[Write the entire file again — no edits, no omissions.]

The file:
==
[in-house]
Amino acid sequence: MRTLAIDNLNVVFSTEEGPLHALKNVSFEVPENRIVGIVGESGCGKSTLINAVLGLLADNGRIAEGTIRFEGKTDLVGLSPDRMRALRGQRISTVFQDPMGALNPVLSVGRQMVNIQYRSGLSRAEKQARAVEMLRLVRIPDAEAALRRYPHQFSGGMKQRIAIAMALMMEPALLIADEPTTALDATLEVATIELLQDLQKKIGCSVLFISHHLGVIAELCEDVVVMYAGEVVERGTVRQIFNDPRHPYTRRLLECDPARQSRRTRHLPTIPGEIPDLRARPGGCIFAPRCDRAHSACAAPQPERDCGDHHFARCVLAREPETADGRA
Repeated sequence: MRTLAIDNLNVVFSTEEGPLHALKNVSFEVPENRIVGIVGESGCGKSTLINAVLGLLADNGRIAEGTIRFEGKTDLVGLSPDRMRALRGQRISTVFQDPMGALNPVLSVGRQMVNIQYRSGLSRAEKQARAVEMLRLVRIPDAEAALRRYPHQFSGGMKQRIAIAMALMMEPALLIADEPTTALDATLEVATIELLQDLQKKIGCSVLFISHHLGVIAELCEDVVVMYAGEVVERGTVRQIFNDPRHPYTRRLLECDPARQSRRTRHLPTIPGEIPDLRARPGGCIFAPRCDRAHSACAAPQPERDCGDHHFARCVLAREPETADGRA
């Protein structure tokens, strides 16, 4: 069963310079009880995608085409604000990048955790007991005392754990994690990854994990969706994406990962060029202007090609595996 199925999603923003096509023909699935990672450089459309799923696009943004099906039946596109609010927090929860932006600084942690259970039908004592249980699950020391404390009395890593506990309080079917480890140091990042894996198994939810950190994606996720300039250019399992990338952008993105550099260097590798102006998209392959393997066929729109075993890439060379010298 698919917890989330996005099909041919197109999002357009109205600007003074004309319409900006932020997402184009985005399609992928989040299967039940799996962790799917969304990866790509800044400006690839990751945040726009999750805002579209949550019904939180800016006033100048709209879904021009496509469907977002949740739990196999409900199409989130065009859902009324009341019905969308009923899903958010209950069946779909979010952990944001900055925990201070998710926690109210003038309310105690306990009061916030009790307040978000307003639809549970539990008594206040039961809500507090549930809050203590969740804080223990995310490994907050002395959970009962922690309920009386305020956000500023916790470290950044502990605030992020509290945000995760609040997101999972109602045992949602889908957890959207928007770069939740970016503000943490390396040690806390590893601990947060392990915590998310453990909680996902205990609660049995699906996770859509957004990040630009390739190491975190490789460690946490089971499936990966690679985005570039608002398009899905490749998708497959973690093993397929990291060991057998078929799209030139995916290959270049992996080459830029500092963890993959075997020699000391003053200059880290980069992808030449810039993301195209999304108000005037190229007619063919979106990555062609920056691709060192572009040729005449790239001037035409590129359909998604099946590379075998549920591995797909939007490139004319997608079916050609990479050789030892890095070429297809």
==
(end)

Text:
[in-house]
Amino acid sequence: MRTLAIDNLNVVFSTEEGPLHALKNVSFEVPENRIVGIVGESGCGKSTLINAVLGLLADNGRIAEGTIRFEGKTDLVGLSPDRMRALRGQRISTVFQDPMGALNPVLSVGRQMVNIQYRSGLSRAEKQARAVEMLRLVRIPDAEAALRRYPHQFSGGMKQRIAIAMALMMEPALLIADEPTTALDATLEVATIELLQDLQKKIGCSVLFISHHLGVIAELCEDVVVMYAGEVVERGTVRQIFNDPRHPYTRRLLECDPARQSRRTRHLPTIPGEIPDLRARPGGCIFAPRCDRAHSACAAPQPERDCGDHHFARCVLAREPETADGRA
Repeated sequence: MRTLAIDNLNVVFSTEEGPLHALKNVSFEVPENRIVGIVGESGCGKSTLINAVLGLLADNGRIAEGTIRFEGKTDLVGLSPDRMRALRGQRISTVFQDPMGALNPVLSVGRQMVNIQYRSGLSRAEKQARAVEMLRLVRIPDAEAALRRYPHQFSGGMKQRIAIAMALMMEPALLIADEPTTALDATLEVATIELLQDLQKKIGCSVLFISHHLGVIAELCEDVVVMYAGEVVERGTVRQIFNDPRHPYTRRLLECDPARQSRRTRHLPTIPGEIPDLRARPGGCIFAPRCDRAHSACAAPQPERDCGDHHFARCVLAREPETADGRA
């Protein structure tokens, strides 16, 4: 069963310079009880995608085409604000990048955790007991005392754990994690990854994990969706994406990962060029202007090609595996 199925999603923003096509023909699935990672450089459309799923696009943004099906039946596109609010927090929860932006600084942690259970039908004592249980699950020391404390009395890593506990309080079917480890140091990042894996198994939810950190994606996720300039250019399992990338952008993105550099260097590798102006998209392959393997066929729109075993890439060379010298 698919917890989330996005099909041919197109999002357009109205600007003074004309319409900006932020997402184009985005399609992928989040299967039940799996962790799917969304990866790509800044400006690839990751945040726009999750805002579209949550019904939180800016006033100048709209879904021009496509469907977002949740739990196999409900199409989130065009859902009324009341019905969308009923899903958010209950069946779909979010952990944001900055925990201070998710926690109210003038309310105690306990009061916030009790307040978000307003639809549970539990008594206040039961809500507090549930809050203590969740804080223990995310490994907050002395959970009962922690309920009386305020956000500023916790470290950044502990605030992020509290945000995760609040997101999972109602045992949602889908957890959207928007770069939740970016503000943490390396040690806390590893601990947060392990915590998310453990909680996902205990609660049995699906996770859509957004990040630009390739190491975190490789460690946490089971499936990966690679985005570039608002398009899905490749998708497959973690093993397929990291060991057998078929799209030139995916290959270049992996080459830029500092963890993959075997020699000391003053200059880290980069992808030449810039993301195209999304108000005037190229007619063919979106990555062609920056691709060192572009040729005449790239001037035409590129359909998604099946590379075998549920591995797909939007490139004319997608079916050609990479050789030892890095070429297809």